Book ReviewsNo. 98

Helbig, Adriana. 2014. Hip Hop Ukraine: Music, Race, and African Migration. Bloomington, IN: Indiana University Press.

Abstract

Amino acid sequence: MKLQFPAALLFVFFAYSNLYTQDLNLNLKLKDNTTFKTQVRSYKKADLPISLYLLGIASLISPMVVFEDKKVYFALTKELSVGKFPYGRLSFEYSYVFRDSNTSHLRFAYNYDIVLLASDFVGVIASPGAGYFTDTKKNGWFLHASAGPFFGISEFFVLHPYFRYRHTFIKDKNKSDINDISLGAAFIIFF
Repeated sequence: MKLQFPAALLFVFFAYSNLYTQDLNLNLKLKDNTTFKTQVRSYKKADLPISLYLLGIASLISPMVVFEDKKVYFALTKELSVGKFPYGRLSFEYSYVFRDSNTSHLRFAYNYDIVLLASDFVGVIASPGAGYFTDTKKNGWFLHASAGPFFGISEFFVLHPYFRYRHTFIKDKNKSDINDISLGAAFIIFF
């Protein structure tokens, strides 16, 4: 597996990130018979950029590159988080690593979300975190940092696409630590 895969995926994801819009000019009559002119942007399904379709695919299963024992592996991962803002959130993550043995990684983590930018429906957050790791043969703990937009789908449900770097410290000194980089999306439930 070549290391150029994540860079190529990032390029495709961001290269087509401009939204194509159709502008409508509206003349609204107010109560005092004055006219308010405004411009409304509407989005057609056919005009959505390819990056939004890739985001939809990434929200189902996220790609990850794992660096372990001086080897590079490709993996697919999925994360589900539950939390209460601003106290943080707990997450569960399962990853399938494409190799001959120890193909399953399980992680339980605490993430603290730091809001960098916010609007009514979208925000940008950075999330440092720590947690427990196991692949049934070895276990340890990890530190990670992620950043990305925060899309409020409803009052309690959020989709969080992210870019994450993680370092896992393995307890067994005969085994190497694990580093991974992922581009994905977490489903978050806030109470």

The underpinning principles of Hip Hop Ukraine: Music, Race, and African Migration conform to broader trends within hip hop studies. Scholars are increasingly breaking with the traditional approaches, which centralized (African?)Americanness as a governing frame, in favor for approaches that emphasize the global reaches of the imagined hip hop community, taking into account the various ways that non–American hip hoppers negotiate meaning and authenticity through the subculture in their respective locales. In this way, scholars are actively interrogating the notion that American hip hop represents a universal base for hip hop studies. With Hip Hop Ukraine, Adriana L. Helbig goes a step further than many of her contemporaries by presenting a complicated, multilayered negotiation of identity, which, as she observes, places American, African, African–American, black, Ukrainian, Ukrainian–American, white, and European identities in dynamic discourse. In order to present this delicate intersectional arrangement of race, ethnicity, and nationality, Helbig offers an historical overview of the ways in which those tenets of identity have shifted throughout the twentieth century, particularly in relationship to socialist and post–socialist regimes in Ukraine. She outlines various overlapping networks of migration between West Africa, Eastern Europe, and the United States of America as a means of asserting an active exchange of subcultural particularity and meaning between the three, thereby challenging the concept of a unidirectional dissemination of hip hop music culture spreading from the U.S. to the rest of the world. The result is a stunningly intricate chronicle, which sets the foundation, not just for Helbig’s discussion of hip hop in Ukraine, but also for future research on popular music, race, ethnicity and identity more generally. It should be noted, however, that this project necessitates an emphasis on histories that long pre–date the formation of hip hop, American or otherwise, which means that, despite the name of this book, hip hop does not enter as a central focus until the latter chapters.